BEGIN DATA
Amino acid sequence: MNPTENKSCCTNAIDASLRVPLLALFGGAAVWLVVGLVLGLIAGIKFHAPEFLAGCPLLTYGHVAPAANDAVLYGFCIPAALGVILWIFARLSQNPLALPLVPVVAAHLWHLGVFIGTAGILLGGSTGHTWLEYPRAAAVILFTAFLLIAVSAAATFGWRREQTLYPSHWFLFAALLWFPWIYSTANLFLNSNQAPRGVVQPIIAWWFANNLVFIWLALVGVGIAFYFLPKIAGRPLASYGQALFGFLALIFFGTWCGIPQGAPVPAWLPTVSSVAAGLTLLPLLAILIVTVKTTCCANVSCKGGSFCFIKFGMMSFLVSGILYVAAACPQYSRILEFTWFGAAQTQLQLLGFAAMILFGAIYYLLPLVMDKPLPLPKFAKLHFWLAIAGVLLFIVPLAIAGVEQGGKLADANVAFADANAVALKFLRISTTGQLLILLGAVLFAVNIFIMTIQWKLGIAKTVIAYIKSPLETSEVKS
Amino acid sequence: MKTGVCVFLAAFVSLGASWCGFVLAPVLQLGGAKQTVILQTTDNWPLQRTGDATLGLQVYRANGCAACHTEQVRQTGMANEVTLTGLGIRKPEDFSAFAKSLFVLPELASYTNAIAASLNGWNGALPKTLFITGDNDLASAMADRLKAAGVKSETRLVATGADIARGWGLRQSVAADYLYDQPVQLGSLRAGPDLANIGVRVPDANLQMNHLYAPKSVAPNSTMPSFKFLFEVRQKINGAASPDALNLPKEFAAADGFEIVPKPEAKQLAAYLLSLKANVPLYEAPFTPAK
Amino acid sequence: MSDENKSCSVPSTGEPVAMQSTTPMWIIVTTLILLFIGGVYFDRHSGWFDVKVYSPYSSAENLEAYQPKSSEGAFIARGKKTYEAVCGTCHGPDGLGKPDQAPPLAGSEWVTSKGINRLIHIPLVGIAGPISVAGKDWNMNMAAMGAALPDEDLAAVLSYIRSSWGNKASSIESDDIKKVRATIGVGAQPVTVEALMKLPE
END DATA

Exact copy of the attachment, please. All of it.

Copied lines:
Amino acid sequence: MNPTENKSCCTNAIDASLRVPLLALFGGAAVWLVVGLVLGLIAGIKFHAPEFLAGCPLLTYGHVAPAANDAVLYGFCIPAALGVILWIFARLSQNPLALPLVPVVAAHLWHLGVFIGTAGILLGGSTGHTWLEYPRAAAVILFTAFLLIAVSAAATFGWRREQTLYPSHWFLFAALLWFPWIYSTANLFLNSNQAPRGVVQPIIAWWFANNLVFIWLALVGVGIAFYFLPKIAGRPLASYGQALFGFLALIFFGTWCGIPQGAPVPAWLPTVSSVAAGLTLLPLLAILIVTVKTTCCANVSCKGGSFCFIKFGMMSFLVSGILYVAAACPQYSRILEFTWFGAAQTQLQLLGFAAMILFGAIYYLLPLVMDKPLPLPKFAKLHFWLAIAGVLLFIVPLAIAGVEQGGKLADANVAFADANAVALKFLRISTTGQLLILLGAVLFAVNIFIMTIQWKLGIAKTVIAYIKSPLETSEVKS
Amino acid sequence: MKTGVCVFLAAFVSLGASWCGFVLAPVLQLGGAKQTVILQTTDNWPLQRTGDATLGLQVYRANGCAACHTEQVRQTGMANEVTLTGLGIRKPEDFSAFAKSLFVLPELASYTNAIAASLNGWNGALPKTLFITGDNDLASAMADRLKAAGVKSETRLVATGADIARGWGLRQSVAADYLYDQPVQLGSLRAGPDLANIGVRVPDANLQMNHLYAPKSVAPNSTMPSFKFLFEVRQKINGAASPDALNLPKEFAAADGFEIVPKPEAKQLAAYLLSLKANVPLYEAPFTPAK
Amino acid sequence: MSDENKSCSVPSTGEPVAMQSTTPMWIIVTTLILLFIGGVYFDRHSGWFDVKVYSPYSSAENLEAYQPKSSEGAFIARGKKTYEAVCGTCHGPDGLGKPDQAPPLAGSEWVTSKGINRLIHIPLVGIAGPISVAGKDWNMNMAAMGAALPDEDLAAVLSYIRSSWGNKASSIESDDIKKVRATIGVGAQPVTVEALMKLPE